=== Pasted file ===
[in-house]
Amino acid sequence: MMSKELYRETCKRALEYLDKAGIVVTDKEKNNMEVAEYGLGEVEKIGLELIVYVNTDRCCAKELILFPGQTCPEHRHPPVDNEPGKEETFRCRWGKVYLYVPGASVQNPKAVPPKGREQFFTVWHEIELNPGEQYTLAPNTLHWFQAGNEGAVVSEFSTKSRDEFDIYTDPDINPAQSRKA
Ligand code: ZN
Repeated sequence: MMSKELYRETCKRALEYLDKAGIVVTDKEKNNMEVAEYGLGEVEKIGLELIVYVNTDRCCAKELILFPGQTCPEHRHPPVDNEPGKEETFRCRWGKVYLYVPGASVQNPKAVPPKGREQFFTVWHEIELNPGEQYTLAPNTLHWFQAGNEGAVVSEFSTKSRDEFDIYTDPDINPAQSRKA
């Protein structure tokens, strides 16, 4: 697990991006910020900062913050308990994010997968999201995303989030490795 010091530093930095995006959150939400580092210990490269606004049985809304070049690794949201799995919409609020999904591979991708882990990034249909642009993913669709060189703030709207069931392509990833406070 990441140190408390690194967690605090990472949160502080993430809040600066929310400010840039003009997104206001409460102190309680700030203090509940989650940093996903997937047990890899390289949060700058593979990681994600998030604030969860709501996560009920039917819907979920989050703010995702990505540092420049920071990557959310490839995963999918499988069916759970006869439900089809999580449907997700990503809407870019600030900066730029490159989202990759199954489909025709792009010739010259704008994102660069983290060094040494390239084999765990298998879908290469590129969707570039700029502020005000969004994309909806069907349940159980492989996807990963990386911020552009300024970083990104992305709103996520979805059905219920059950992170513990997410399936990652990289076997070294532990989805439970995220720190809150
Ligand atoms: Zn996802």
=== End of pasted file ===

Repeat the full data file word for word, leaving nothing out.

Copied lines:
[in-house]
Amino acid sequence: MMSKELYRETCKRALEYLDKAGIVVTDKEKNNMEVAEYGLGEVEKIGLELIVYVNTDRCCAKELILFPGQTCPEHRHPPVDNEPGKEETFRCRWGKVYLYVPGASVQNPKAVPPKGREQFFTVWHEIELNPGEQYTLAPNTLHWFQAGNEGAVVSEFSTKSRDEFDIYTDPDINPAQSRKA
Ligand code: ZN
Repeated sequence: MMSKELYRETCKRALEYLDKAGIVVTDKEKNNMEVAEYGLGEVEKIGLELIVYVNTDRCCAKELILFPGQTCPEHRHPPVDNEPGKEETFRCRWGKVYLYVPGASVQNPKAVPPKGREQFFTVWHEIELNPGEQYTLAPNTLHWFQAGNEGAVVSEFSTKSRDEFDIYTDPDINPAQSRKA
């Protein structure tokens, strides 16, 4: 697990991006910020900062913050308990994010997968999201995303989030490795 010091530093930095995006959150939400580092210990490269606004049985809304070049690794949201799995919409609020999904591979991708882990990034249909642009993913669709060189703030709207069931392509990833406070 990441140190408390690194967690605090990472949160502080993430809040600066929310400010840039003009997104206001409460102190309680700030203090509940989650940093996903997937047990890899390289949060700058593979990681994600998030604030969860709501996560009920039917819907979920989050703010995702990505540092420049920071990557959310490839995963999918499988069916759970006869439900089809999580449907997700990503809407870019600030900066730029490159989202990759199954489909025709792009010739010259704008994102660069983290060094040494390239084999765990298998879908290469590129969707570039700029502020005000969004994309909806069907349940159980492989996807990963990386911020552009300024970083990104992305709103996520979805059905219920059950992170513990997410399936990652990289076997070294532990989805439970995220720190809150
Ligand atoms: Zn996802």